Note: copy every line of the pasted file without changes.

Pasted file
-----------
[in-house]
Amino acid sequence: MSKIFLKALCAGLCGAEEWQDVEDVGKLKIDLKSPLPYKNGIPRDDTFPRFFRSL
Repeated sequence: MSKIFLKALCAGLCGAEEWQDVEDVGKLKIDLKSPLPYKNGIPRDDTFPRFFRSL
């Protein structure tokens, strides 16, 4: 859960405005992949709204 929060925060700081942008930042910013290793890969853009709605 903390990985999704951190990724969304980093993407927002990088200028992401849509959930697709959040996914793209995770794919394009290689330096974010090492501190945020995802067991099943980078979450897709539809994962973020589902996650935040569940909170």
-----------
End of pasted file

[in-house]
Amino acid sequence: MSKIFLKALCAGLCGAEEWQDVEDVGKLKIDLKSPLPYKNGIPRDDTFPRFFRSL
Repeated sequence: MSKIFLKALCAGLCGAEEWQDVEDVGKLKIDLKSPLPYKNGIPRDDTFPRFFRSL
């Protein structure tokens, strides 16, 4: 859960405005992949709204 929060925060700081942008930042910013290793890969853009709605 903390990985999704951190990724969304980093993407927002990088200028992401849509959930697709959040996914793209995770794919394009290689330096974010090492501190945020995802067991099943980078979450897709539809994962973020589902996650935040569940909170």